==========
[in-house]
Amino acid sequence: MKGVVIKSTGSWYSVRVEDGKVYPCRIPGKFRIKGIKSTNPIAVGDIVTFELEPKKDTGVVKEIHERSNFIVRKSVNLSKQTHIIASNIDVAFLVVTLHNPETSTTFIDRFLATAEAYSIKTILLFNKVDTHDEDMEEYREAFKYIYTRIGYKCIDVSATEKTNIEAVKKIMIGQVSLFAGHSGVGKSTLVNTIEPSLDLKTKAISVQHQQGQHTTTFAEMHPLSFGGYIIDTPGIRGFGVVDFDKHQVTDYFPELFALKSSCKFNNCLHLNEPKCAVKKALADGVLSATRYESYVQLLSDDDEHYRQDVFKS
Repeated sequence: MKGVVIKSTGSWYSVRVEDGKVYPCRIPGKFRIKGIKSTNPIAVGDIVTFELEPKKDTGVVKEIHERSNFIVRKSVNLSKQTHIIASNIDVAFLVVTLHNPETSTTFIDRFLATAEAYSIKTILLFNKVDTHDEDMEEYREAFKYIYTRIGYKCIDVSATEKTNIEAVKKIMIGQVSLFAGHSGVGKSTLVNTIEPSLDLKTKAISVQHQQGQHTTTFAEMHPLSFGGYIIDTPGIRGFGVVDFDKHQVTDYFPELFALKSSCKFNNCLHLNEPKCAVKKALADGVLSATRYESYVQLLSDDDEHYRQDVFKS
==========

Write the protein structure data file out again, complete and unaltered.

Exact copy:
[in-house]
Amino acid sequence: MKGVVIKSTGSWYSVRVEDGKVYPCRIPGKFRIKGIKSTNPIAVGDIVTFELEPKKDTGVVKEIHERSNFIVRKSVNLSKQTHIIASNIDVAFLVVTLHNPETSTTFIDRFLATAEAYSIKTILLFNKVDTHDEDMEEYREAFKYIYTRIGYKCIDVSATEKTNIEAVKKIMIGQVSLFAGHSGVGKSTLVNTIEPSLDLKTKAISVQHQQGQHTTTFAEMHPLSFGGYIIDTPGIRGFGVVDFDKHQVTDYFPELFALKSSCKFNNCLHLNEPKCAVKKALADGVLSATRYESYVQLLSDDDEHYRQDVFKS
Repeated sequence: MKGVVIKSTGSWYSVRVEDGKVYPCRIPGKFRIKGIKSTNPIAVGDIVTFELEPKKDTGVVKEIHERSNFIVRKSVNLSKQTHIIASNIDVAFLVVTLHNPETSTTFIDRFLATAEAYSIKTILLFNKVDTHDEDMEEYREAFKYIYTRIGYKCIDVSATEKTNIEAVKKIMIGQVSLFAGHSGVGKSTLVNTIEPSLDLKTKAISVQHQQGQHTTTFAEMHPLSFGGYIIDTPGIRGFGVVDFDKHQVTDYFPELFALKSSCKFNNCLHLNEPKCAVKKALADGVLSATRYESYVQLLSDDDEHYRQDVFKS